The New York Times lays out the disproportionate impact that public sector layoffs have had on African-Americans. Historically, the federal government discriminated less than other sources of middle-class jobs, making public sector work the backbone of the black middle class for generations. Now, that backbone is taking hit after hit. Even before this wave of government layoffs, the African-American middle class was struggling to stay middle class:
A study by the Brookings Institution in 2007 found that fewer than one-third of blacks born to middle-class parents went on to earn incomes greater than their parents, compared with more than two-thirds of whites from the same income bracket. The foreclosure crisis also wiped out a large part of a generation of black homeowners.
Add in the fact that in Chicago, for instance, "nearly two-thirds of 212 city employees facing layoffs are black, according to the American Federation of State, County and Municipal Employees Union," and this is what you see:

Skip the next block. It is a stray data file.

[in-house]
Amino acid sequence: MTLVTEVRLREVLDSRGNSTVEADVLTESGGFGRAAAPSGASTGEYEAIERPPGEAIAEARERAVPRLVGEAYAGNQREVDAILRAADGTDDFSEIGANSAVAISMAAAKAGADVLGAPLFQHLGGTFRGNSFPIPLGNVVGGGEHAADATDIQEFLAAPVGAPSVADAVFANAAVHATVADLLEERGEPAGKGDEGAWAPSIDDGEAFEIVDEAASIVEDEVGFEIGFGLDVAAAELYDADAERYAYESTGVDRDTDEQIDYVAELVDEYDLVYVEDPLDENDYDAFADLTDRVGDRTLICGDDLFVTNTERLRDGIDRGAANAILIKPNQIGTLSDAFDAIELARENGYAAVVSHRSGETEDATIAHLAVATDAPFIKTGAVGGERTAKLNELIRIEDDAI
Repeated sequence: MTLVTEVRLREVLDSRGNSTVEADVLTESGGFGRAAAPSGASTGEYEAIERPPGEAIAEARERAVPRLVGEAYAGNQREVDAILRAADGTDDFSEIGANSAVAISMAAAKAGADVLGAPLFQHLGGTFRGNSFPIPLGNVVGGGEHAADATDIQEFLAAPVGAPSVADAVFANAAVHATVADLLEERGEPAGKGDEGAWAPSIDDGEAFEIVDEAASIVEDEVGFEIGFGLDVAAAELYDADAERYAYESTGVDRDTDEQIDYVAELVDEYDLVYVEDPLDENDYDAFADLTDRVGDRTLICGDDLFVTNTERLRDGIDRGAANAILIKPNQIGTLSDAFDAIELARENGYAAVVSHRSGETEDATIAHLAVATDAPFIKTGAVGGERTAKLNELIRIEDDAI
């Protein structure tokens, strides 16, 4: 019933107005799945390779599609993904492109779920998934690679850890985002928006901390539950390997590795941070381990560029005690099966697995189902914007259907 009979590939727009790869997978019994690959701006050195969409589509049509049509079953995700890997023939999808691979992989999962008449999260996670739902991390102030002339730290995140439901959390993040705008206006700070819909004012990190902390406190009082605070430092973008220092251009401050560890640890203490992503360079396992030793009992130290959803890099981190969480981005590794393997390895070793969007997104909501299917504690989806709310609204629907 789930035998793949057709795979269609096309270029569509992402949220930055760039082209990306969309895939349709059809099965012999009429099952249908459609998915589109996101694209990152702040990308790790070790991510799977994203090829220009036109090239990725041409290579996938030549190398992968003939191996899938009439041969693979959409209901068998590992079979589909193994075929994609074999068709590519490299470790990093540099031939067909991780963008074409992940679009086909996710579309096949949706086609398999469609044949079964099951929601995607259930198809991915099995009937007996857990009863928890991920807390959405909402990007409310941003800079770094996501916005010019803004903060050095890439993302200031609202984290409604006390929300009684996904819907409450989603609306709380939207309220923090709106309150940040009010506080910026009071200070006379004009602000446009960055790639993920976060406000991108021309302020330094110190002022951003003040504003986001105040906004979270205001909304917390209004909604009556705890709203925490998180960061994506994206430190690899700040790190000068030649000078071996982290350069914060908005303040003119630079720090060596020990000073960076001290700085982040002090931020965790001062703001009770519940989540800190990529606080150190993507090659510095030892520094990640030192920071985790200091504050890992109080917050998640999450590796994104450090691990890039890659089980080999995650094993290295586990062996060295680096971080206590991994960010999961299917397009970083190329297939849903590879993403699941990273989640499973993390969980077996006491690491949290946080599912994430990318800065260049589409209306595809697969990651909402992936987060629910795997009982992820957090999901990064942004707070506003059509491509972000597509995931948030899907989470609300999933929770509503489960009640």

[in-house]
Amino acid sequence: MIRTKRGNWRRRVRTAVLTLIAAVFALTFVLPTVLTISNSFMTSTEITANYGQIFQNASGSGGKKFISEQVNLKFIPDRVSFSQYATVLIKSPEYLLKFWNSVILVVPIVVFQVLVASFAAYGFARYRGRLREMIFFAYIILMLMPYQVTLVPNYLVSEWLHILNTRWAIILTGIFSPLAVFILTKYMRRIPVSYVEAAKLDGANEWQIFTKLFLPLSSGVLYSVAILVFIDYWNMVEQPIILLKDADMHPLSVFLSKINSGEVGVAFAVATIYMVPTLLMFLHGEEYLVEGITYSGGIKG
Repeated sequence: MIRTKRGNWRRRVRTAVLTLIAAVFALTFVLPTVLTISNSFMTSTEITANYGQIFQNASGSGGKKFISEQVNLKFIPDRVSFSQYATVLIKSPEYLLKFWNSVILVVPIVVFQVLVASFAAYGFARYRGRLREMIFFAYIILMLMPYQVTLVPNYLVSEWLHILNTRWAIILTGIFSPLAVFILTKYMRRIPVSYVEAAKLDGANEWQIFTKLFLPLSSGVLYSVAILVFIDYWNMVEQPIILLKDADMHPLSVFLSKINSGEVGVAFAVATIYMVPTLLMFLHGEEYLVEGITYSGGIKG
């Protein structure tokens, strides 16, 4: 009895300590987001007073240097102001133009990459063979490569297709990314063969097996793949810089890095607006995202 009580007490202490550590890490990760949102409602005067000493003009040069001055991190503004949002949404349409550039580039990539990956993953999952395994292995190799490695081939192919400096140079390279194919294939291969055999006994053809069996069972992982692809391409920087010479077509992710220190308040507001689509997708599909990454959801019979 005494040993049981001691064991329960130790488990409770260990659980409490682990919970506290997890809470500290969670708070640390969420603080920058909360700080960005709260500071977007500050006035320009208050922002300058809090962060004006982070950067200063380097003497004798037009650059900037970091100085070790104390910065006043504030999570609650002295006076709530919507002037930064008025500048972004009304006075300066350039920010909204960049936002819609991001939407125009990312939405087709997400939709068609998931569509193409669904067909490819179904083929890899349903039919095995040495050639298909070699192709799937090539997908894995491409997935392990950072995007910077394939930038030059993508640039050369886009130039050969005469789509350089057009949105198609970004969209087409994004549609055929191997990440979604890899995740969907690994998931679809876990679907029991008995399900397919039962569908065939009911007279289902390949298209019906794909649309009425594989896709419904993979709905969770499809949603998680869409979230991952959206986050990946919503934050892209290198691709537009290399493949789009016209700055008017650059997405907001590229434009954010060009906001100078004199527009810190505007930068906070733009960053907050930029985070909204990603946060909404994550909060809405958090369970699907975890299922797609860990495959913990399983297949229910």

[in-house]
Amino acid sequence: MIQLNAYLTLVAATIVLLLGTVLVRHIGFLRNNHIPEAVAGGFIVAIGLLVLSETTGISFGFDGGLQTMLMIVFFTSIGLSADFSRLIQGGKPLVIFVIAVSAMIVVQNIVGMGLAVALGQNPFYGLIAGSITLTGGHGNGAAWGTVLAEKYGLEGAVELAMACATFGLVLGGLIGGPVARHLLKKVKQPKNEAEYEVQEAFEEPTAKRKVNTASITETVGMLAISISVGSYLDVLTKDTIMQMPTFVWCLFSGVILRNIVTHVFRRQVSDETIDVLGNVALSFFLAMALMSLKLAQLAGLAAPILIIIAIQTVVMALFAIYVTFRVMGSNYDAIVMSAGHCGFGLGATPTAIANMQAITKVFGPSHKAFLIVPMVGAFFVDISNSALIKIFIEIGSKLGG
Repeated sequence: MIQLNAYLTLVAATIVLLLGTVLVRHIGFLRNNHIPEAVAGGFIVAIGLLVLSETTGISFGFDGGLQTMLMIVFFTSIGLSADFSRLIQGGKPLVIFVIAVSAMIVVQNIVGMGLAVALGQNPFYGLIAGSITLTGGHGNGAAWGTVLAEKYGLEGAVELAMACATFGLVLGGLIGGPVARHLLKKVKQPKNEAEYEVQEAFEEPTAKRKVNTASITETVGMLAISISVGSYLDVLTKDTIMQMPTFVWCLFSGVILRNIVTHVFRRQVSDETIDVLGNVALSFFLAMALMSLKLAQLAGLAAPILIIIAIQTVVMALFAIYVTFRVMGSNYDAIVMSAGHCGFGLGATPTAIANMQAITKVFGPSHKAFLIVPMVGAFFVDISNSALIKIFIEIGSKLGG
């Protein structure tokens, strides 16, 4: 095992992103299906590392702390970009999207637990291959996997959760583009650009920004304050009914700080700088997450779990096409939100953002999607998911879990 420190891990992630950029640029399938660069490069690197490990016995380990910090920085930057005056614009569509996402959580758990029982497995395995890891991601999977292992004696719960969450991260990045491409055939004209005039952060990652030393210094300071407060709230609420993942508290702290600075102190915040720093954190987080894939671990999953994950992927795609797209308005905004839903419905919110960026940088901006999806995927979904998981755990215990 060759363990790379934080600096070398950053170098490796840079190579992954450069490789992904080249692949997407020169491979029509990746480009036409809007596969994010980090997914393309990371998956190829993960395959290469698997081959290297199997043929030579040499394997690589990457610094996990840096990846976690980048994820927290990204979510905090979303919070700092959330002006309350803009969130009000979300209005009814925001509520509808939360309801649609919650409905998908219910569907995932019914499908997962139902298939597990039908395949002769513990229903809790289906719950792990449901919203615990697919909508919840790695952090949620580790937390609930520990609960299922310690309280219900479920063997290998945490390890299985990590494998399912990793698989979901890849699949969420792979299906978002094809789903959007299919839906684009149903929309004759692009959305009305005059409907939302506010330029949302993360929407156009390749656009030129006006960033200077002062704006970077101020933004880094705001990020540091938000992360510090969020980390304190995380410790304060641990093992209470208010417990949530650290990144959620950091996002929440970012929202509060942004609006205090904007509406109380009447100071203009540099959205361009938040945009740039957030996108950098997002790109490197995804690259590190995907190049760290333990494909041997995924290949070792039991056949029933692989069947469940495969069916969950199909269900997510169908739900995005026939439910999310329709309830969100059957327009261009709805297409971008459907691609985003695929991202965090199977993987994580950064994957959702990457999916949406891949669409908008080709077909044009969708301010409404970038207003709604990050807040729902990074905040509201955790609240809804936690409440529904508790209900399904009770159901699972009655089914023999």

In Michigan, Valerie Kindle, 61, who was laid off in April as a state government employee, said the loss of her $50,000-a-year job with benefits had caused her to put off retirement. Instead, she is looking for work. Two relatives have also lost state government jobs recently.
“There hasn’t been one family member who hasn’t been touched by a layoff,” Ms. Kindle said. “We are losing the bulk of our middle class. I was much better off than my parents, and I’m feeling my children will not be as well off as I was. There’s not as much government work and not as many manufacturing jobs. It’s just going down so wrong for us. When I think about it I get frightened, so I try not to think about it.”
And public sector layoffs are hitting every corner of the country.